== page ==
Class action: Motorists owed $100M+ refunds for red light cameras in SW suburbs boosted by racketeering, bribes


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A new class action asks a federal judge to order the refund of potentially more than $100 million in fines generated from a network of red light cameras in Chicago’s southwest suburbs, which were allegedly installed as a result of a racketeering conspiracy built on bribes and grift.

The lawsuit builds on the recent federal investigation and bribery charges that led to the ouster of powerful Democratic former state Sen. Martin Sandoval.

The lawsuit targets Sandoval and leaders of several communities, accusing them of conspiring with red light camera vendor SafeSpeed to “bilk” 100,000 motorists or more.

Attorney Kent Maynard Jr., of Chicago, filed the complaint in Chicago federal court on Feb. 2 on behalf of named plaintiff Lawrence H. Gress.

According to the complaint, Gress, identified only as a resident of Illinois who owned and operated a 2008 Ford Taurus, was slapped with a $100 ticket for allegedly running a red light when turning right onto 22nd Street from Illinois Route 83 in Oakbrook Terrace in December 2018.

However, the complaint asserts, Gress and many others should have never received such fines. The complaint claims the cameras at that intersection and others scattered throughout Chicago’s southwest suburbs would have never been installed, but for a conspiracy allegedly instigated by SafeSpeed and carried out by a network of public officials willing to accept bribes or other compensation to promote the installation of the cameras.

The complaint identifies a number of named defendants, including SafeSpeed; the city of Oakbrook Terrace and its mayor, Tony Ragucci; former State Sen. Martin Sandoval; Jeff Tobolski, who serves as village president of the village of McCook and a Cook County commissioner; Toboski’s chief of staff, Patrick Doherty; former Chicago Deputy Aviation Commissioner Bill Helm; former village of Justice Police Chief Robert Gedville; Sergio Rodriguez, mayor of Summit; Alsip Mayor John Ryan; and others.

Other defendants in the action include SafeSpeed executives Nikki Zollar and Omar Maani, among others.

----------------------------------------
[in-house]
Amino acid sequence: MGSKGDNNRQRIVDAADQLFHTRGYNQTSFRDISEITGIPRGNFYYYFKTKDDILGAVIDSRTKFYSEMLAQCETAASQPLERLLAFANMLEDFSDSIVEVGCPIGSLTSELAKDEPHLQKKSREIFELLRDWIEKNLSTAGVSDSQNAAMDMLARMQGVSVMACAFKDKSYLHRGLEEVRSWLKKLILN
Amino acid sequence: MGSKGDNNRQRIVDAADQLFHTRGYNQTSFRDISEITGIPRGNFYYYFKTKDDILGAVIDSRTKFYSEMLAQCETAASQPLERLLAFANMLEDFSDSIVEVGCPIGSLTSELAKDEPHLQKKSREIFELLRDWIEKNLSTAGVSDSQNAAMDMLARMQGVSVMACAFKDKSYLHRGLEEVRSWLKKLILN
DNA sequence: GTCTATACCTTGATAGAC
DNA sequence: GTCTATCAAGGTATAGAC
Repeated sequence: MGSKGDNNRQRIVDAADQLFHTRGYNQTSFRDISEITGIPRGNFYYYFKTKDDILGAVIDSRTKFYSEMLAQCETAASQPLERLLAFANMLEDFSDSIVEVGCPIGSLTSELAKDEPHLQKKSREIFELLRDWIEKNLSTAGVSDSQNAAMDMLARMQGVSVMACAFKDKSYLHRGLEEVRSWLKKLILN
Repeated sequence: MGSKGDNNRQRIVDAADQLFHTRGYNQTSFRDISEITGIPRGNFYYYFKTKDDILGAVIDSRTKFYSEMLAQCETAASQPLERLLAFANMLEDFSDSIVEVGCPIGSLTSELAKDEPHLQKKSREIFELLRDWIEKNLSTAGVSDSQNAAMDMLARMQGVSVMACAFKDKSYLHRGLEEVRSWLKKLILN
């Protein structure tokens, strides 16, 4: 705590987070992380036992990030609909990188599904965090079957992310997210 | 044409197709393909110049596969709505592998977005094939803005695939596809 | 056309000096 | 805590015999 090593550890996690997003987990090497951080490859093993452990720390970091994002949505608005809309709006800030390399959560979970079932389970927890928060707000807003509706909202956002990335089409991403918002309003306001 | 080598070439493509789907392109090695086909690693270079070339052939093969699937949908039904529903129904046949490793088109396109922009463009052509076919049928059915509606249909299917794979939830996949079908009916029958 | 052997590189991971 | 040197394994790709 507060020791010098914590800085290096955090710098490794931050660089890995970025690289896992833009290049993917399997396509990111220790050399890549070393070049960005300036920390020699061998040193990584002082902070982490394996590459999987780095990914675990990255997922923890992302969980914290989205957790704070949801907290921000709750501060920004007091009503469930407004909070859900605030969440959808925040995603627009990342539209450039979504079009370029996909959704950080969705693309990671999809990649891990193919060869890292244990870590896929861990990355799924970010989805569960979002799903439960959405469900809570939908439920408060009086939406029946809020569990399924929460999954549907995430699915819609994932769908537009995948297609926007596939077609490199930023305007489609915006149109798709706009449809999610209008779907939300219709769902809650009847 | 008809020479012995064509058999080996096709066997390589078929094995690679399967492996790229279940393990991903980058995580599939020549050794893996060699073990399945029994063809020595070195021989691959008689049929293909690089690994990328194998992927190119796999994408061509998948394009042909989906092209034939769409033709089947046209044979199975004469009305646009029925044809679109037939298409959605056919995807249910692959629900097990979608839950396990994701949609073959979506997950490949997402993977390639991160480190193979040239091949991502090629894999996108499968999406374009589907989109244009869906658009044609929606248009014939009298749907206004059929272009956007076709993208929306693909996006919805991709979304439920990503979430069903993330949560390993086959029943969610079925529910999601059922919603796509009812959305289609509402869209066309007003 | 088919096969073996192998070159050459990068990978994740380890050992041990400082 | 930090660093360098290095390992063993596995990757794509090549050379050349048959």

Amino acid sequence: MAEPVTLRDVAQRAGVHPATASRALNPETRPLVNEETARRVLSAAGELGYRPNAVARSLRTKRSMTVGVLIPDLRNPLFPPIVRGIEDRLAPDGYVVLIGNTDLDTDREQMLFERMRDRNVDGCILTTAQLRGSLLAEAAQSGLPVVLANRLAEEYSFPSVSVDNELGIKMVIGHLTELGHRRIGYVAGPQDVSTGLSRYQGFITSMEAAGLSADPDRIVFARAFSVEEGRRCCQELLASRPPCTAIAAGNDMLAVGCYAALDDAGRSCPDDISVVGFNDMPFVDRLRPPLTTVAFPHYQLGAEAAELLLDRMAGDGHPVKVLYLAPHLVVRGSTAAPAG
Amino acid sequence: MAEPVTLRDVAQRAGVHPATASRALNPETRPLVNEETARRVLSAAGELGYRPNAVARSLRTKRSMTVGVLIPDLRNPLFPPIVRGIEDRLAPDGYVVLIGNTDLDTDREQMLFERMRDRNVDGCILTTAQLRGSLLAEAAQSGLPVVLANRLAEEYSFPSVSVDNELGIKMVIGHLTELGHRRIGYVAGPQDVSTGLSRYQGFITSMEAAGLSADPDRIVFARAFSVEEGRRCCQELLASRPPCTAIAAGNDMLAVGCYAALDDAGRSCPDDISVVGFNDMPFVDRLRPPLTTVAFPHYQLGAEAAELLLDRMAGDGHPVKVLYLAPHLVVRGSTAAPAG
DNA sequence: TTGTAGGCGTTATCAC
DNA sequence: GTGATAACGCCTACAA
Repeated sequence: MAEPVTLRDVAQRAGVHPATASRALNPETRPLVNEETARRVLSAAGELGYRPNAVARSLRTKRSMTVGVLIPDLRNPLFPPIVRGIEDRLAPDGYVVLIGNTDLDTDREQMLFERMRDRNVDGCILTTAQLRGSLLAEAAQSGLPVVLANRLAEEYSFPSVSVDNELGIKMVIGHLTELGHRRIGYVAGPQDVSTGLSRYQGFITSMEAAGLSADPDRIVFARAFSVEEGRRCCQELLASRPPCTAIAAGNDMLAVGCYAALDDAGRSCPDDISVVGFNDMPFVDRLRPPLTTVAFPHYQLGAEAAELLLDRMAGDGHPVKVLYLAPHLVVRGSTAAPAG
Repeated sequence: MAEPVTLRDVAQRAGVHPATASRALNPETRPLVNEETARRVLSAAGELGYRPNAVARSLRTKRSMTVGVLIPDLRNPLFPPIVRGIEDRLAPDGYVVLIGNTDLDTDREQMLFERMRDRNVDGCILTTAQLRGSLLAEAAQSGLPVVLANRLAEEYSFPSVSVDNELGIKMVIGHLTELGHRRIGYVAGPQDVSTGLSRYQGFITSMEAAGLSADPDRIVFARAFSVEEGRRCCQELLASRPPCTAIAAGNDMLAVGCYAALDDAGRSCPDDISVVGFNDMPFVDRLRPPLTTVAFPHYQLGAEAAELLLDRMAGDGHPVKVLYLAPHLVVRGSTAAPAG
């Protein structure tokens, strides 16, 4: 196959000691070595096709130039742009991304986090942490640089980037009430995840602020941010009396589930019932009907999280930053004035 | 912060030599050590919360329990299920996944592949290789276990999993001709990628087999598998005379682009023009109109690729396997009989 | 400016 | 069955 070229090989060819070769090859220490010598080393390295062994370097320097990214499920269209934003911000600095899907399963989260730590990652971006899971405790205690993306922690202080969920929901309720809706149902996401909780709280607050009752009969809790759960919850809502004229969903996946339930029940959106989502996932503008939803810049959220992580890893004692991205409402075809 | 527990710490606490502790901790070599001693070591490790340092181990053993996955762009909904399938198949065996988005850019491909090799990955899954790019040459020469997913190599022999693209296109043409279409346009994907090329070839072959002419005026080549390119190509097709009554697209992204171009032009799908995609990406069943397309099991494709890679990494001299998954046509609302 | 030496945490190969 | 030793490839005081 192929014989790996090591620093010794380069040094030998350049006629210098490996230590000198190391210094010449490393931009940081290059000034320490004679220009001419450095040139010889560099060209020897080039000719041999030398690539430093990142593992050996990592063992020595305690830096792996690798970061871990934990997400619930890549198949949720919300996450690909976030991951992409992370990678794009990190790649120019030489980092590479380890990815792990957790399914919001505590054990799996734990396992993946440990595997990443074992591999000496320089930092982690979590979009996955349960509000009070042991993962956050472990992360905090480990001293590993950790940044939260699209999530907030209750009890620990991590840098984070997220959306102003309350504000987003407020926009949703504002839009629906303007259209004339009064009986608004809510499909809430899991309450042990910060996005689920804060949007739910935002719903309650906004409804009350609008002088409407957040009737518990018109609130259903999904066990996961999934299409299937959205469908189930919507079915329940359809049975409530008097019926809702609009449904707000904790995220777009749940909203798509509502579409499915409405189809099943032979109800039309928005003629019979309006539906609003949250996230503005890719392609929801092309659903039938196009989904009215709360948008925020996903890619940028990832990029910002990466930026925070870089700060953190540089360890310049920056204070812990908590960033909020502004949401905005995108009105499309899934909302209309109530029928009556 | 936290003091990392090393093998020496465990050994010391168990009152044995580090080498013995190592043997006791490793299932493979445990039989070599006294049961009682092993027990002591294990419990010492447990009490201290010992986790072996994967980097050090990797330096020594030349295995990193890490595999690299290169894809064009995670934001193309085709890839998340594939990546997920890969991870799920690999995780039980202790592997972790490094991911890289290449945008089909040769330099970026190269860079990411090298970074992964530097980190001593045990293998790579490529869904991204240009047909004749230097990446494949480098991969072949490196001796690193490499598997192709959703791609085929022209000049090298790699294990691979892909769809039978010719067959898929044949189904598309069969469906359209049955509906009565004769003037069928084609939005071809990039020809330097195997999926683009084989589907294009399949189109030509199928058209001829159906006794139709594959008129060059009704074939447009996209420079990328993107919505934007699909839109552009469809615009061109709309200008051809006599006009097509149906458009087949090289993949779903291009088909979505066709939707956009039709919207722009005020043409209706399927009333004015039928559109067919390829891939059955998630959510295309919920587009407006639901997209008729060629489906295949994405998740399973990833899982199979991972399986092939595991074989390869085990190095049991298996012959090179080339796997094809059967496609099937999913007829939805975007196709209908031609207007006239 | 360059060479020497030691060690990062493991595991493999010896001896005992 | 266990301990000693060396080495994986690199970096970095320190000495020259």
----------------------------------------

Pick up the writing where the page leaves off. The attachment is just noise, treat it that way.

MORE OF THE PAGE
According to a statement released Monday, SafeSpeed has terminated Maani from his position as part owner of the company.

According to the complaint, all of the named individual defendants played significant roles in allegedly furthering SafeSpeed’s alleged scheme to promote, install and operate red light cameras in Chicago’s southwest suburbs since 2006.

According to the complaint, SafeSpeed accomplished this goal through a series of bribes and other measures.

First, the complaint noted, SafeSpeed paid tens of thousands of dollars in bribes to Sen. Sandoval to champion red light cameras in Springfield and then protect them against state attempts to regulate the cameras or prohibit their use.

From there, the complaint alleges, SafeSpeed either bribed local government officials to install the cameras, or recruited them to act as SafeSpeed “consultants” or “sales representatives” to promote the cameras in their communities and in neighboring suburban communities. The “consultants” would then receive at least 1% of all the fines collected from those cameras, the lawsuit said.

The complaint identified Doherty, Gedville, Worth Township Supervisor John O’Sullivan and former Illinois state Rep. Michael Carberry as such “sales representatives” or “consultants.”

The complaint asserts the alleged SafeSpeed conspiracy “corruptly recruited” a number of other public officials to install the cameras, including Ragucci in Oakbrook Terrace.

The complaint singled out Ragucci’s efforts to persuade the Illinois Department of Transportation to allow SafeSpeed to install red light cameras at the intersection of Route 83 and 22nd Street. According to the complaint, IDOT “uniformly rejected” several such proposals, beginning in 2012.

Beginning in 2013 and continuing into 2015, the complaint asserts, SafeSpeed and executives associated with the company then began making “campaign contributions” to Sandoval.

In 2016, the complaint said, IDOT “did a sudden about-face,” and allowed the installation of red light cameras at the Route 83 intersection it had previously steadfastly rejected.

“IDOT’s abrupt about-face occurred only after Sandoval personally intervened on SafeSpeed’s behalf by bullying, threatening, and berating IDOT’s head,” the complaint said.

According to the complaint, the red light cameras were generating more than $5 million per year in fines for Oakbrook Terrace. More than $2 million of that went to SafeSpeed per year from those cameras alone, the complaint said.

The complaint notes the alleged conspiracy was revealed as a result of a federal investigation, which resulted in raids on the homes of Sandoval, Ragucci and Tobolski. In those raids, the FBI seized $60,000 in cash from Ragucci’s home and $51,000 from Tobolski’s.

Sandoval was indicted last month, and pleaded guilty to accepting bribes in exchange for his efforts to protect and promote SafeSpeed’s red light camera scheme.

Ragucci resigned as Oakbrook Terrace mayor in late January.

The complaint asks the judge to order the defendants to pay the plaintiffs and class members three times the value of the red light camera ticket fines they paid, plus attorney fees.